What is being mandated here puts no pressure on insurance companies to be competitive but it does require companies who are presently unable to provide it to do so.  That will have an impact in employment.  Owners like the one featured here will figure the cost per employee and most likely reduce the employee pool at a point where he thinks he can manage the mandate and still make a profit.

Of course he most likely won’t make the profit he was and so more restaurants won’t be built and more people won’t be hired.

The solution for lower cost health insurance does not lie in more government control or mandates.  It is to be found in a real market that allows buyers the leverage they need to force health care insurance providers to field a competitive product.  Until that happens, none of the solutions tendered through ObamaCare will increase coverage and decrease cost.   It is an absolute impossibility the way that law is structured.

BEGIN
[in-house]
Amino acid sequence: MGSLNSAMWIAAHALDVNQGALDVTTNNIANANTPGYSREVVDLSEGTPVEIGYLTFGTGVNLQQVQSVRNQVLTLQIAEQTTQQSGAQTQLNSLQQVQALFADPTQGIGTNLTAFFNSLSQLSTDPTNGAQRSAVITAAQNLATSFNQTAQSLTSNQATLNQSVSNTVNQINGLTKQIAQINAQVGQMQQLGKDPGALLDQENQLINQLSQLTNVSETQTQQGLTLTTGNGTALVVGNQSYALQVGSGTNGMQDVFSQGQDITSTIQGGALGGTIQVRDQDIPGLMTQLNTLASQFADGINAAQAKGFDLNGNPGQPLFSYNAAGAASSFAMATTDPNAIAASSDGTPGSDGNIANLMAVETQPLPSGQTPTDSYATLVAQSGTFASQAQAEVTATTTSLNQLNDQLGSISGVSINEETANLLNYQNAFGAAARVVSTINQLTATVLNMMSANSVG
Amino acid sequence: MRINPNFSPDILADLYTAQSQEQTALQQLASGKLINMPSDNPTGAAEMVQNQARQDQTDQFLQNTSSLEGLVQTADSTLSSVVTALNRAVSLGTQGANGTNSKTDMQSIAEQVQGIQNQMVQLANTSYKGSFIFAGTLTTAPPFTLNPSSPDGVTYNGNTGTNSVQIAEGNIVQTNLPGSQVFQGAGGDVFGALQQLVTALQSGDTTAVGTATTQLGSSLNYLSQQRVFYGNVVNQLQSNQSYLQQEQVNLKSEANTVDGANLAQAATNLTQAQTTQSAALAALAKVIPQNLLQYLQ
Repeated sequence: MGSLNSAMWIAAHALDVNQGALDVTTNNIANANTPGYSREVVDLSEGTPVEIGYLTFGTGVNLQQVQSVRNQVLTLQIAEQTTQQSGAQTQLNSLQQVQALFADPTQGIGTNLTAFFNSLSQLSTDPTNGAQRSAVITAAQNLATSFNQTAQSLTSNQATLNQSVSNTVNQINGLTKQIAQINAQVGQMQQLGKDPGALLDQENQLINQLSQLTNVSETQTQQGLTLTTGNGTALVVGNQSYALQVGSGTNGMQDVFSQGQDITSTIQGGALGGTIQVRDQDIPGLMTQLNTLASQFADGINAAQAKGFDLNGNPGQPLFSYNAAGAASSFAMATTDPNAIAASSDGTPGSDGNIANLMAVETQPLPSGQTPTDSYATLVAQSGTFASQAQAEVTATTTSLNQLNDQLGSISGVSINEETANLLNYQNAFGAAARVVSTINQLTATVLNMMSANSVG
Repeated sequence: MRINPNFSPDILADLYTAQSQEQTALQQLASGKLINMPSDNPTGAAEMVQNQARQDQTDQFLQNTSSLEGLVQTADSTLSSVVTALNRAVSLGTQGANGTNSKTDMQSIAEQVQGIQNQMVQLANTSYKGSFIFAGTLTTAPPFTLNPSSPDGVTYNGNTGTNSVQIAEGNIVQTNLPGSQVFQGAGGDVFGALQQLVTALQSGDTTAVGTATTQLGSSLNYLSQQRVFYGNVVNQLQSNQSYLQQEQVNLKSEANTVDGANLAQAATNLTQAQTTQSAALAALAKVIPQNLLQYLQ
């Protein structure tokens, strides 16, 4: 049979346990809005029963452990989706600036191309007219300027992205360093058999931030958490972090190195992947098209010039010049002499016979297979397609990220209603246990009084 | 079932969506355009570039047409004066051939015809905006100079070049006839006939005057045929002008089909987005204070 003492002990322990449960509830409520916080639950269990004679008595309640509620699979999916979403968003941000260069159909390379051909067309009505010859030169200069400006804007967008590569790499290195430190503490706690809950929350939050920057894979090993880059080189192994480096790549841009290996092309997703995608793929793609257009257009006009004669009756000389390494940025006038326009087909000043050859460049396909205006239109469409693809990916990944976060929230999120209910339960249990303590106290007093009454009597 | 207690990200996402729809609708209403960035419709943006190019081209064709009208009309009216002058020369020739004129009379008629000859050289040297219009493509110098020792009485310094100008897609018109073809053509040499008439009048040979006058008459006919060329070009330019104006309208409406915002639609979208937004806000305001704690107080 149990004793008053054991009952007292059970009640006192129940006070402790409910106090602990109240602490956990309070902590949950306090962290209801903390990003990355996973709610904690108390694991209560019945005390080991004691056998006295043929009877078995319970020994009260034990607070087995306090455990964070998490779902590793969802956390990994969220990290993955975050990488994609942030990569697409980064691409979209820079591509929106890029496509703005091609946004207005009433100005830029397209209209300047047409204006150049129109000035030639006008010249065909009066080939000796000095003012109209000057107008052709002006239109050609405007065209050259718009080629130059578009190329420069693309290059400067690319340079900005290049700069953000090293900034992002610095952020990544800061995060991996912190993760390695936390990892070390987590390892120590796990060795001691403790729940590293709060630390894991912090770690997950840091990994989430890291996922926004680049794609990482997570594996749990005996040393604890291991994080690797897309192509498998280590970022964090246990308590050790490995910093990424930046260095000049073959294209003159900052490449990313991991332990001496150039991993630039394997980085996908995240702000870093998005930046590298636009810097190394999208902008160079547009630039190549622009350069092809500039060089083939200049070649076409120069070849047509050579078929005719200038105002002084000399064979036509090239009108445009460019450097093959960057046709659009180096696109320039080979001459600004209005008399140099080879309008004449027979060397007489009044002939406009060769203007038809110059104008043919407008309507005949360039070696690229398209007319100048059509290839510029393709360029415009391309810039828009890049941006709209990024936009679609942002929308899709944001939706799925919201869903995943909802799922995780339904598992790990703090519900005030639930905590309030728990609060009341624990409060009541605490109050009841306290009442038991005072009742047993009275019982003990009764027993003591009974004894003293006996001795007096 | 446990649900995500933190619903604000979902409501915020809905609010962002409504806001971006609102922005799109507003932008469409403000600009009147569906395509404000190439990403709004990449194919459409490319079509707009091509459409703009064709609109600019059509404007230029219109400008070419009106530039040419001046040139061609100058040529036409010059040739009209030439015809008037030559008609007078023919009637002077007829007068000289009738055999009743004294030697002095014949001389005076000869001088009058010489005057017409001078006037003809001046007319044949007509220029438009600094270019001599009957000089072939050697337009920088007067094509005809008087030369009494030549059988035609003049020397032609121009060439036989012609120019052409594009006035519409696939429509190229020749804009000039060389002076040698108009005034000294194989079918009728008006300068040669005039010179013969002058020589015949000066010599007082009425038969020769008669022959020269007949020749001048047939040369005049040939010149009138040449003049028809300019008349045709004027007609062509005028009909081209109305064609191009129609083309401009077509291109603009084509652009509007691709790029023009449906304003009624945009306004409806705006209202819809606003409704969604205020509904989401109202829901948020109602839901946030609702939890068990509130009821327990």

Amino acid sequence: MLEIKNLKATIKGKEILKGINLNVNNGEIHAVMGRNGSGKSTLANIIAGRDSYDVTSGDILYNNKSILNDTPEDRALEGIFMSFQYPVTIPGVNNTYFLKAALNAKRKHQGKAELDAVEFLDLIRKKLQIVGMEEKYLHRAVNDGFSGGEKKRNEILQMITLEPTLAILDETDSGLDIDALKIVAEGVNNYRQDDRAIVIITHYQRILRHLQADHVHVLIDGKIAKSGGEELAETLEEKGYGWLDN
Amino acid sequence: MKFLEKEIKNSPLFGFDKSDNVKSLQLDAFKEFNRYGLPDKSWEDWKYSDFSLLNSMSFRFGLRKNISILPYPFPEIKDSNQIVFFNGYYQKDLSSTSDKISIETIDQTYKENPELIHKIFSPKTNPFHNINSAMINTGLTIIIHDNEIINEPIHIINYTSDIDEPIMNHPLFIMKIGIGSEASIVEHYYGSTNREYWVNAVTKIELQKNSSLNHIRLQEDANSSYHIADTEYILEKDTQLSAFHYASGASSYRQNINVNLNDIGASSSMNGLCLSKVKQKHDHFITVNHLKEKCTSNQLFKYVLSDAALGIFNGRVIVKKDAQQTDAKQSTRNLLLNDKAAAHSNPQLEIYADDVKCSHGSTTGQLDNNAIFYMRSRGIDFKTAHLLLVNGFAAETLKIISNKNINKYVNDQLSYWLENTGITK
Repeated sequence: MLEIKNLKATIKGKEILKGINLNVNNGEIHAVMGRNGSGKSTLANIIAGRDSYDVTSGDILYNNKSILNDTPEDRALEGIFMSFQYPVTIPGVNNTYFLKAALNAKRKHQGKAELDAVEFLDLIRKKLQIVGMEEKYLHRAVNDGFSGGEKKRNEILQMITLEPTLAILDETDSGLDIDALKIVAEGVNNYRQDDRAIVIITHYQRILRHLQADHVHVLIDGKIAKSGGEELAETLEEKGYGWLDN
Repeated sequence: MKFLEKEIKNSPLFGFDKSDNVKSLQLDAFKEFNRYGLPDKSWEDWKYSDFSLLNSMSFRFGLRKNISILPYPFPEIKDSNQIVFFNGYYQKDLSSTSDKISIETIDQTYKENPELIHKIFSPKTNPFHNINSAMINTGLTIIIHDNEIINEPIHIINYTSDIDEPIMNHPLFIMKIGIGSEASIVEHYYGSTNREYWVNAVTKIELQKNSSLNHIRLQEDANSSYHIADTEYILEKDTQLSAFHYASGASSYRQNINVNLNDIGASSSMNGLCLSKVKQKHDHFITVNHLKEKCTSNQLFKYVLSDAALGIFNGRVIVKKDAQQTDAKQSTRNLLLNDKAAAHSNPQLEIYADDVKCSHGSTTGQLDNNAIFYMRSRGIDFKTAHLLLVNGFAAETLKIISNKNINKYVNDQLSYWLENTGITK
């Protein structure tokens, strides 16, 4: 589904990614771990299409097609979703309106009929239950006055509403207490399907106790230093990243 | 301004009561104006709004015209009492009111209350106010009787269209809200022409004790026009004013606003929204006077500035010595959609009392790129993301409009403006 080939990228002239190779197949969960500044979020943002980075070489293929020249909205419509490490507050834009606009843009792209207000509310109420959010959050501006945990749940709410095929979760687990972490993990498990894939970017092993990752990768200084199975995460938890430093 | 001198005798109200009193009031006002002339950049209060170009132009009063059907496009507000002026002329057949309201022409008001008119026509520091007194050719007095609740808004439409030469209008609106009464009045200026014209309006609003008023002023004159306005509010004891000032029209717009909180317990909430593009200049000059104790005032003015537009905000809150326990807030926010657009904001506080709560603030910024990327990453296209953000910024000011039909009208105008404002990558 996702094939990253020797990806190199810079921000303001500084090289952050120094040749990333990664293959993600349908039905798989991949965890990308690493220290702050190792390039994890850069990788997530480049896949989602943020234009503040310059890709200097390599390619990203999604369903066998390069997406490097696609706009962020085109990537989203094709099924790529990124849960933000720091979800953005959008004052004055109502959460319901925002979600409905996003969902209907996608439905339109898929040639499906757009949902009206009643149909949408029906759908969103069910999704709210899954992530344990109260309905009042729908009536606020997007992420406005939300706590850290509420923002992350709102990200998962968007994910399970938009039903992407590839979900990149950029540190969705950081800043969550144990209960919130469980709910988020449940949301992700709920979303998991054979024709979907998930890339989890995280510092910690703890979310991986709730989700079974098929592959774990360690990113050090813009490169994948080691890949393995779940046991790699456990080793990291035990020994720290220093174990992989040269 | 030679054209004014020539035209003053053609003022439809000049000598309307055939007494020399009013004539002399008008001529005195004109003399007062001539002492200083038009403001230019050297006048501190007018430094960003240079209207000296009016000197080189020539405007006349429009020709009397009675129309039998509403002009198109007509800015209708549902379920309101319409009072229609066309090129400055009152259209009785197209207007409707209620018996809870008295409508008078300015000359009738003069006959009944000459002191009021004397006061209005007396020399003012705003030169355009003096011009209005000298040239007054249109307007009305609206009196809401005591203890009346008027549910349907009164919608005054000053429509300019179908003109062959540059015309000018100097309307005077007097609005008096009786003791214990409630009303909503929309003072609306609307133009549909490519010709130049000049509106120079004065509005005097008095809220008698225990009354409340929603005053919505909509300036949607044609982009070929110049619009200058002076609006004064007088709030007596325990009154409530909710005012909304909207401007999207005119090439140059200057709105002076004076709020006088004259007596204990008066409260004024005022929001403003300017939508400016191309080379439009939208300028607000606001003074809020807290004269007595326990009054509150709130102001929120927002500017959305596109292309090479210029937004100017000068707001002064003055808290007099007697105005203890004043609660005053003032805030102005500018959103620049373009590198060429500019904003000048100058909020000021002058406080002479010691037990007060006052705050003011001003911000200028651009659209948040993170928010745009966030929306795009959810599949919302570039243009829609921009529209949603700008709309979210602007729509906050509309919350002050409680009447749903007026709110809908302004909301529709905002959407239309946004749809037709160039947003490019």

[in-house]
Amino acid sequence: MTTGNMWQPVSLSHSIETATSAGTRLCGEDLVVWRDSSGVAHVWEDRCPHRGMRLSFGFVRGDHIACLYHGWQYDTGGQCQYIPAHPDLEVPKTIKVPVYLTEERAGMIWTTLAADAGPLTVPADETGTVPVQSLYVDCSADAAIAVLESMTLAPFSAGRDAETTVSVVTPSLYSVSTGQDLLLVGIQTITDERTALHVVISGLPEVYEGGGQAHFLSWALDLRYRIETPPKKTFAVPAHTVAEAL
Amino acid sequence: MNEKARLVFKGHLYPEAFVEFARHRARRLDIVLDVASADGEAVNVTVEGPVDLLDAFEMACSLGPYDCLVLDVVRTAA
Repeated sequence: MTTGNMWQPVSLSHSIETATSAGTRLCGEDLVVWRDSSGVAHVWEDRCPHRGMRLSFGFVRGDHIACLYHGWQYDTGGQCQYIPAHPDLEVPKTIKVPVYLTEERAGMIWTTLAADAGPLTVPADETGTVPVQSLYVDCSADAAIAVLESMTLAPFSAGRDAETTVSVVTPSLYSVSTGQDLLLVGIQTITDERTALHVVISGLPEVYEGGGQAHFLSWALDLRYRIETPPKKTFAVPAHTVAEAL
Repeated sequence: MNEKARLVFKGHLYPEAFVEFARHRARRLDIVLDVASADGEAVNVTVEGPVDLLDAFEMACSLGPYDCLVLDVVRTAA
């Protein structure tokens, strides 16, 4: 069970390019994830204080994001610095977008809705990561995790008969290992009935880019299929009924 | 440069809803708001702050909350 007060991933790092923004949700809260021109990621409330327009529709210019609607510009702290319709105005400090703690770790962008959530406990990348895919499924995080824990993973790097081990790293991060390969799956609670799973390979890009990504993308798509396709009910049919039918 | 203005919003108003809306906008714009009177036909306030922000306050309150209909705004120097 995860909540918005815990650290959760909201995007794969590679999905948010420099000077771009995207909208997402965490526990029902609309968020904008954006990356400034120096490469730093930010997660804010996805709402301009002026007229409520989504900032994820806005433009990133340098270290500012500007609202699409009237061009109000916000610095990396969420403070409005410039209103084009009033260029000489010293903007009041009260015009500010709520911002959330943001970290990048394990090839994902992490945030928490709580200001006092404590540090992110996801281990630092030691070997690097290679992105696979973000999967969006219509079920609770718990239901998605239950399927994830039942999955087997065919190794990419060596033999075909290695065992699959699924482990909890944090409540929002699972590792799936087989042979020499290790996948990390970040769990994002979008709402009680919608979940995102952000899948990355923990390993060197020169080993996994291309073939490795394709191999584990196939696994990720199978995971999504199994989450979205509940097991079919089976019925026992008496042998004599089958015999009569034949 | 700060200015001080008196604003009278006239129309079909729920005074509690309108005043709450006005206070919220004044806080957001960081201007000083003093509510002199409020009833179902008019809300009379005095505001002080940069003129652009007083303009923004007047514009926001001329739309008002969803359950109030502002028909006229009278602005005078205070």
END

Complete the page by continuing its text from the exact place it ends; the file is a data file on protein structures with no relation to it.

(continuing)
~McQ

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Libya–what is the mission? (update)

The supposed mission is to “protect civilians from their own government”.  And we’ve been told that the mission is not “regime change”.  Except, maybe it is:

“As long as Gadhafi remains in power — unless he changes his approach provides the Libyan people the opportunity to express themselves freely and there are significant reforms by the Libyan government, and he steps down — there’s still going to be a potential threat to the Libyan people,” Obama told reporters at a news conference here, his final stop on a five-day tour of Latin America. “We will continue to support the efforts to protect the Libyan people, but we will not be in the lead.”